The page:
The Perils of Prejudging the United Nations

As the byzantine diplomacy on Syria continues, one thing is clear. In a dynamic environment, the UN Security Council can move from the cheap seats to center stage very quickly. At least for a moment, the multilateral process that President Obama described as "hocus pocus" is getting another look. The New York Times notes the  sudden shift:

[A] senior White House official said Tuesday that administration officials — who just last week had been dismissing the United Nations as ineffective in the Syrian conflict — had begun working with American allies at the United Nations to further explore the viability of the Russian plan, in which the international community would take control of the Syrian weapons stockpile. 

It's quite possible this will all amount to nothing, and that the West will ultimately strike Syria without the Council's blessing. But the volte-face is a good reminder that blanket judgements on the organization's utility are ill-advised. The Council is an important diplomatic tool but its impact is always going to depend on the particular political dynamics at work. Acknowledging that reality is difficult for both sides of the often overheated debate about the organization. 

The Multilateralist

Pakistan Finally Gets Its IMF Loan

At long last, the International Monetary Fund has approved a new loan for Pakistan. The new package totals almost $7 billion. The last package collapsed amidst disagreement over whether Pakistan was complying with loan conditions and it's taken years to negotiate a new version. Pakistan's Express Tribune provides some context:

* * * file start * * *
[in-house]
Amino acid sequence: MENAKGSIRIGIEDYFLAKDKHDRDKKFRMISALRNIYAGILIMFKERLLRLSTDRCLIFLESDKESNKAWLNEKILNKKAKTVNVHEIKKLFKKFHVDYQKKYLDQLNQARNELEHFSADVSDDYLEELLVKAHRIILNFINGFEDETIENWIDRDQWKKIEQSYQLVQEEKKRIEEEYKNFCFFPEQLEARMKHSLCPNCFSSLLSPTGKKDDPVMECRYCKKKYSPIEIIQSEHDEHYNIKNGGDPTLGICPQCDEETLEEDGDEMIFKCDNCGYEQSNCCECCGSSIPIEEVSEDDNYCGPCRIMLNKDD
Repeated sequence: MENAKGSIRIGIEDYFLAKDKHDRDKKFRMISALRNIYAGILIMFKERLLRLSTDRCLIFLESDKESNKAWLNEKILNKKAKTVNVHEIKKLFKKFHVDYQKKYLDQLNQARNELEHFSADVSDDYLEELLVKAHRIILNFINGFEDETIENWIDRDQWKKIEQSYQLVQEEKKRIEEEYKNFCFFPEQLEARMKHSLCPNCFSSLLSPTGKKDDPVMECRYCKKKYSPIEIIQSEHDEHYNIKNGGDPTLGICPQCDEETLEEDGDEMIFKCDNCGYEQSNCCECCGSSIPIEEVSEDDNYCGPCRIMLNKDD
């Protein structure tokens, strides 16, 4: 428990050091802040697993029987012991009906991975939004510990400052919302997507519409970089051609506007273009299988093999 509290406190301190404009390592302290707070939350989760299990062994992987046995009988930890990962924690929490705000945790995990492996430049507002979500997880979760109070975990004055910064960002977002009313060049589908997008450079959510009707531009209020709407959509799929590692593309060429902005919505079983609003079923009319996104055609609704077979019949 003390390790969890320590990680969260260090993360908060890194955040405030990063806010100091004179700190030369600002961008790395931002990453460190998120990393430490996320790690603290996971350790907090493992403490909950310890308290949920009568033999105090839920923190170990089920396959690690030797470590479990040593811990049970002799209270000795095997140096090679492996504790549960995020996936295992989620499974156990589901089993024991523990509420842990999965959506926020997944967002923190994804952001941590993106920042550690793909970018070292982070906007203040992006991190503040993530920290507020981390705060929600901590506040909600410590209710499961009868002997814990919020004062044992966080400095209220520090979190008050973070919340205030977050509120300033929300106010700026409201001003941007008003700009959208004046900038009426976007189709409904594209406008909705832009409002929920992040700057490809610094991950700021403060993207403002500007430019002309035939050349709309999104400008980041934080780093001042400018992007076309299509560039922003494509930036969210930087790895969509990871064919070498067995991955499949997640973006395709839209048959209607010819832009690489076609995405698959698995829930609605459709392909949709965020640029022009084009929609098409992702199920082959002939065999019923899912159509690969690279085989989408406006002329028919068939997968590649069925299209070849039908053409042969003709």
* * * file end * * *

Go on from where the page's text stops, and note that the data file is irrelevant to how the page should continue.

It is the 16th programme that Pakistan and the IMF have agreed since 1958.

Both parties have a chequered history, with Islamabad earning the reputation of a one-tranche nation – a veiled reference to the country’s track record of taking loans at critical times but abandoning them prematurely, either because a crisis of balance of payments averts or because further disbursements required some tough policy actions.

The Fund wants plenty of tough action this time as well, particularly on the country's tax system:

[T]o ensure medium-term fiscal sustainability and create fiscal space for social and investment spending, it is important to raise the tax-to-GDP ratio, including by broadening the tax base through a reduction in exemptions and concessions and extending taxation to areas currently not fully covered by the tax net. An overhaul of tax administration is also required, and provinces should contribute fully to the adjustment effort.